Protecting Yourself from STDs

Sexually transmitted diseases, or STDs, can cause serious health complications, including infertility, when left untreated. It’s important to take your sexual health as seriously as you do preventing things like stroke and heart disease , since the impact of STDs can be so devastating. Although the majority of STDs are treatable, you can significantly reduce your risk of infection by taking the right steps to protect yourself. Cut your chances of contracting an STD with this advice.

Get Tested for STDs
Being informed about your sexual health starts with being tested for STDs. Talk to your healthcare provider about which tests are appropriate for you, and repeat tests when you think you could have been exposed to an STD, such as after unprotected sex with a new partner. Before having sex, it is a good idea to discuss testing with your partner and to consider agreeing to each get tested at the start of a new sexual relationship.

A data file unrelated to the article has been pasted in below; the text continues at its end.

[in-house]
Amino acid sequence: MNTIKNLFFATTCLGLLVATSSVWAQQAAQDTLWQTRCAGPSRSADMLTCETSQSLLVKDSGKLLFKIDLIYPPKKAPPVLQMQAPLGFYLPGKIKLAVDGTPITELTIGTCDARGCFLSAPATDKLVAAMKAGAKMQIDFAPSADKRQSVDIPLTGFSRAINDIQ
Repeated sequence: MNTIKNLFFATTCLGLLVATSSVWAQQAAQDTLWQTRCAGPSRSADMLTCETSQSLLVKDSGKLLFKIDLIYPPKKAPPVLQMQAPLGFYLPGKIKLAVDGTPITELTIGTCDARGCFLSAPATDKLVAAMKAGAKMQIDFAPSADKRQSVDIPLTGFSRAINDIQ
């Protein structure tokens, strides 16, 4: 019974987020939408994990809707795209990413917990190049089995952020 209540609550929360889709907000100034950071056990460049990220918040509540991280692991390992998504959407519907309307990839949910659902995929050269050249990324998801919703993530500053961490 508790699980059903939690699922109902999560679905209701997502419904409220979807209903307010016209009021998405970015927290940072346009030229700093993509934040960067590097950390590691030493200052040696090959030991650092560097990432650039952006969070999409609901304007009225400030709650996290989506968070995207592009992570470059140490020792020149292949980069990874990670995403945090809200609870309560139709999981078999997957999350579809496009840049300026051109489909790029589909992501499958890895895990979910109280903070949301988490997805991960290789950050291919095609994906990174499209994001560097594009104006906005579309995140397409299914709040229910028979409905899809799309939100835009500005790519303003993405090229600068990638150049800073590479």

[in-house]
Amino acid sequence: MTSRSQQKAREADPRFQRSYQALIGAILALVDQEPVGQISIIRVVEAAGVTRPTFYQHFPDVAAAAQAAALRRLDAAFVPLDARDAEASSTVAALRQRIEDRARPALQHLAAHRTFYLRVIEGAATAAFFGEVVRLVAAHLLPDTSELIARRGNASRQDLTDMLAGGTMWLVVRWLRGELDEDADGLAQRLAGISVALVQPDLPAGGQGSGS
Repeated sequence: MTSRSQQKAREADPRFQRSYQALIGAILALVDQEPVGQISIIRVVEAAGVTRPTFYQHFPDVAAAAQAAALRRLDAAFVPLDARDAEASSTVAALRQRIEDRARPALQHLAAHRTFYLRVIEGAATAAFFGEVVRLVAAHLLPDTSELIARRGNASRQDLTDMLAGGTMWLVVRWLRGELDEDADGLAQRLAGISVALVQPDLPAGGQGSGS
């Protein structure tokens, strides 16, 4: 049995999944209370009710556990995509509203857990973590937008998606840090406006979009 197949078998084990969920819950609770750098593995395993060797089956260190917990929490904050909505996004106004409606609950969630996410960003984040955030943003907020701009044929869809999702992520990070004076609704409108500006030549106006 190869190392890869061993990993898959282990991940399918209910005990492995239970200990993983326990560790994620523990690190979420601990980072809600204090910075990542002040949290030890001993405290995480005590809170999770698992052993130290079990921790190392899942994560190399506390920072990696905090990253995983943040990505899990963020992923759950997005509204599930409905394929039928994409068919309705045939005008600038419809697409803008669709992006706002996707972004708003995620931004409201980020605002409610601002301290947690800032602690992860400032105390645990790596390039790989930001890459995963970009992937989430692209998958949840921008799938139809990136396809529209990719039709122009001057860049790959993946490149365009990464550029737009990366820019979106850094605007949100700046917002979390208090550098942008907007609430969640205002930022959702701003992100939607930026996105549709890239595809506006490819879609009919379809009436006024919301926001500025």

Use Condoms
Although condoms do not protect against all STDs, they are among the best ways to prevent exposure to many common infections. Use a condom in every sexual encounter, as it not necessary for ejaculation to occur for many STDs to be transmitted. Keep in mind that some STDs, such as herpes, can be passed from one partner to another even when condoms are being used, so you should still talk to your doctor about your STD risk even if you practiced safe sex.

Restrict Your Sexual Partners
The more people you engage in sexual activity with, the more likely you are to be exposed to an STD. Limiting the number of partners you have can reduce your risk. Avoid drug and alcohol abuse, which can impair your decision making and lower in inhibitions, making it more likely that you will take part in risky sexual behavior.

From our women’s health team to MountainView Medical Associates , you’ll find the care your family needs at MountainView Hospital. We offer emergency care 24-hours per day, plus stroke care, bariatric surgery, and much more. Request a referral to one of our physicians in Las Vegas today by calling (702) 233-5300.

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